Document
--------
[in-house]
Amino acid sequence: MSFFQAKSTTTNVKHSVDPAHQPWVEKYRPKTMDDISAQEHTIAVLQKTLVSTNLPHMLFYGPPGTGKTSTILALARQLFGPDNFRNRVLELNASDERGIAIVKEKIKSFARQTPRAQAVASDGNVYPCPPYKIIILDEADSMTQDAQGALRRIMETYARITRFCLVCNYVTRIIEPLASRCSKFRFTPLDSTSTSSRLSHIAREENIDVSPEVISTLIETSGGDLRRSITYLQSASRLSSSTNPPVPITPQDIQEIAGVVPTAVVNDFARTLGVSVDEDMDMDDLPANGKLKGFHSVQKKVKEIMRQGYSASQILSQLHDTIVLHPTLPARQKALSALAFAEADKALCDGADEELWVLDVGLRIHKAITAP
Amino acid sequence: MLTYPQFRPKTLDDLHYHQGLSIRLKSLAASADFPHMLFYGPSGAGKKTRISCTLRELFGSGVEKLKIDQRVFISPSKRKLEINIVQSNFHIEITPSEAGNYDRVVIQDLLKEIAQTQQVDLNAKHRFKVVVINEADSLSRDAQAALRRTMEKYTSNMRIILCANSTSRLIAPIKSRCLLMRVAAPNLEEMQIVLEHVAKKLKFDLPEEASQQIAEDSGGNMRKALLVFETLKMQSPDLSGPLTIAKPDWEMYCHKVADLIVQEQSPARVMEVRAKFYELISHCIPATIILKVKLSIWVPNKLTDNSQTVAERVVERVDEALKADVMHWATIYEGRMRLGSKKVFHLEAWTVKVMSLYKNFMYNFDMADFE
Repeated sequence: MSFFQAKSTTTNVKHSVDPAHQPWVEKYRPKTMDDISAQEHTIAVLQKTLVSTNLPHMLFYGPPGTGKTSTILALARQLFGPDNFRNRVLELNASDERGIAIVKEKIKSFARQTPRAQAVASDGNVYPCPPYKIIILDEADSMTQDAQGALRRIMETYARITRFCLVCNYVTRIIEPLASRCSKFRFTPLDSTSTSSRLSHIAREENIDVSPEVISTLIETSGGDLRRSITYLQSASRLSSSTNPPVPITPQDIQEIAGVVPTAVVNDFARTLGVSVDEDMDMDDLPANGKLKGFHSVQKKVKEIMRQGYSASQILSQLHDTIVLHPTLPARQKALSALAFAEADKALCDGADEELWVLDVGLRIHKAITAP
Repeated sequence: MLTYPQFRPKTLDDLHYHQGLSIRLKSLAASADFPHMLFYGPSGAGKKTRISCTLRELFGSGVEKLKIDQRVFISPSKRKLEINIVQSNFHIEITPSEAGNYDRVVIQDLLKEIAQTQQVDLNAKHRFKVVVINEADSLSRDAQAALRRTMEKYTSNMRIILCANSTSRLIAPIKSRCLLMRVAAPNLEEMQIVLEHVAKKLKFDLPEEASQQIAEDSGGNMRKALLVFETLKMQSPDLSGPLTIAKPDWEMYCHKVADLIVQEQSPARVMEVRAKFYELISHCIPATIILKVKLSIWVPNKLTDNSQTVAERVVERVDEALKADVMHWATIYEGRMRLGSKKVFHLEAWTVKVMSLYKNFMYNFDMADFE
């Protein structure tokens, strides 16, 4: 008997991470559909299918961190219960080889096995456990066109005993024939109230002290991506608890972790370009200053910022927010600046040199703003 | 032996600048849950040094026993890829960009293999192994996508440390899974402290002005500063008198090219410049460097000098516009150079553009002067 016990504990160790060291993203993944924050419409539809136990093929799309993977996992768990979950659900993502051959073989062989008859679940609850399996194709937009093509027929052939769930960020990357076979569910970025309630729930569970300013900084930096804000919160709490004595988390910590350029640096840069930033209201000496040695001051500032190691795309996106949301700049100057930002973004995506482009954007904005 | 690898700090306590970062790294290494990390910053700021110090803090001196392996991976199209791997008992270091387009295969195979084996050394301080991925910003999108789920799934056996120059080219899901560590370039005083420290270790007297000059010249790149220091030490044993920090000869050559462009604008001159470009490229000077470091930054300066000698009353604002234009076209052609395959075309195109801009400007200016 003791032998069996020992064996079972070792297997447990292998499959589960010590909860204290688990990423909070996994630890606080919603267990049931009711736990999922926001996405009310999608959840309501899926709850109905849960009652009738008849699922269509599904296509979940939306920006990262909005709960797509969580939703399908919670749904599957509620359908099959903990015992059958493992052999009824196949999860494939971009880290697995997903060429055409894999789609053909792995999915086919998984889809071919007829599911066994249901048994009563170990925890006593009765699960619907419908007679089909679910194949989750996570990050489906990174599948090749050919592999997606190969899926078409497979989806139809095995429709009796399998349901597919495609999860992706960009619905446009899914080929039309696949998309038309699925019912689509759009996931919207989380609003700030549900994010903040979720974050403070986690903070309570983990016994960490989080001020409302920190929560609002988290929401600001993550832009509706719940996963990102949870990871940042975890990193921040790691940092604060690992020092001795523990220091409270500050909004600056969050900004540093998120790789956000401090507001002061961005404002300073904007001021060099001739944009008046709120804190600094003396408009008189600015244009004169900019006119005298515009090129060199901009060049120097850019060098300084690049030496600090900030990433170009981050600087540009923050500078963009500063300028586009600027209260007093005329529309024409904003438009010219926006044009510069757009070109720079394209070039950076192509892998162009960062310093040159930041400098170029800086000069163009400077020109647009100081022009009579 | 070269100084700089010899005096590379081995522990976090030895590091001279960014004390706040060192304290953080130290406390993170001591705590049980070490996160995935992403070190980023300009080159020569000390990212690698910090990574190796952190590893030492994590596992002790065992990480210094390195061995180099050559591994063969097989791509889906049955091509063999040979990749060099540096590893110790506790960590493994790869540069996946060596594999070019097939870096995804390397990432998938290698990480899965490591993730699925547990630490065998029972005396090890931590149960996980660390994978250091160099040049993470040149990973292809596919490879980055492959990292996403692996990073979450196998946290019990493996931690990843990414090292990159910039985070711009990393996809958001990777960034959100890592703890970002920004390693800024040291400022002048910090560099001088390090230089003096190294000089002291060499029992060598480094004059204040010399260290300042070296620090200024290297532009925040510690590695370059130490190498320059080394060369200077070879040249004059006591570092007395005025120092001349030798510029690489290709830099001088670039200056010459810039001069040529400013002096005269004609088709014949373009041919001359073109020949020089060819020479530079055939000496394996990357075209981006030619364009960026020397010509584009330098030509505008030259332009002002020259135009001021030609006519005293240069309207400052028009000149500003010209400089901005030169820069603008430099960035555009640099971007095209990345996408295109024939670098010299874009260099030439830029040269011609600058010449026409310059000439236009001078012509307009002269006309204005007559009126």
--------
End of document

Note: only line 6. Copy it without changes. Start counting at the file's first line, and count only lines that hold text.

């Protein structure tokens, strides 16, 4: 008997991470559909299918961190219960080889096995456990066109005993024939109230002290991506608890972790370009200053910022927010600046040199703003 | 032996600048849950040094026993890829960009293999192994996508440390899974402290002005500063008198090219410049460097000098516009150079553009002067 016990504990160790060291993203993944924050419409539809136990093929799309993977996992768990979950659900993502051959073989062989008859679940609850399996194709937009093509027929052939769930960020990357076979569910970025309630729930569970300013900084930096804000919160709490004595988390910590350029640096840069930033209201000496040695001051500032190691795309996106949301700049100057930002973004995506482009954007904005 | 690898700090306590970062790294290494990390910053700021110090803090001196392996991976199209791997008992270091387009295969195979084996050394301080991925910003999108789920799934056996120059080219899901560590370039005083420290270790007297000059010249790149220091030490044993920090000869050559462009604008001159470009490229000077470091930054300066000698009353604002234009076209052609395959075309195109801009400007200016 003791032998069996020992064996079972070792297997447990292998499959589960010590909860204290688990990423909070996994630890606080919603267990049931009711736990999922926001996405009310999608959840309501899926709850109905849960009652009738008849699922269509599904296509979940939306920006990262909005709960797509969580939703399908919670749904599957509620359908099959903990015992059958493992052999009824196949999860494939971009880290697995997903060429055409894999789609053909792995999915086919998984889809071919007829599911066994249901048994009563170990925890006593009765699960619907419908007679089909679910194949989750996570990050489906990174599948090749050919592999997606190969899926078409497979989806139809095995429709009796399998349901597919495609999860992706960009619905446009899914080929039309696949998309038309699925019912689509759009996931919207989380609003700030549900994010903040979720974050403070986690903070309570983990016994960490989080001020409302920190929560609002988290929401600001993550832009509706719940996963990102949870990871940042975890990193921040790691940092604060690992020092001795523990220091409270500050909004600056969050900004540093998120790789956000401090507001002061961005404002300073904007001021060099001739944009008046709120804190600094003396408009008189600015244009004169900019006119005298515009090129060199901009060049120097850019060098300084690049030496600090900030990433170009981050600087540009923050500078963009500063300028586009600027209260007093005329529309024409904003438009010219926006044009510069757009070109720079394209070039950076192509892998162009960062310093040159930041400098170029800086000069163009400077020109647009100081022009009579 | 070269100084700089010899005096590379081995522990976090030895590091001279960014004390706040060192304290953080130290406390993170001591705590049980070490996160995935992403070190980023300009080159020569000390990212690698910090990574190796952190590893030492994590596992002790065992990480210094390195061995180099050559591994063969097989791509889906049955091509063999040979990749060099540096590893110790506790960590493994790869540069996946060596594999070019097939870096995804390397990432998938290698990480899965490591993730699925547990630490065998029972005396090890931590149960996980660390994978250091160099040049993470040149990973292809596919490879980055492959990292996403692996990073979450196998946290019990493996931690990843990414090292990159910039985070711009990393996809958001990777960034959100890592703890970002920004390693800024040291400022002048910090560099001088390090230089003096190294000089002291060499029992060598480094004059204040010399260290300042070296620090200024290297532009925040510690590695370059130490190498320059080394060369200077070879040249004059006591570092007395005025120092001349030798510029690489290709830099001088670039200056010459810039001069040529400013002096005269004609088709014949373009041919001359073109020949020089060819020479530079055939000496394996990357075209981006030619364009960026020397010509584009330098030509505008030259332009002002020259135009001021030609006519005293240069309207400052028009000149500003010209400089901005030169820069603008430099960035555009640099971007095209990345996408295109024939670098010299874009260099030439830029040269011609600058010449026409310059000439236009001078012509307009002269006309204005007559009126």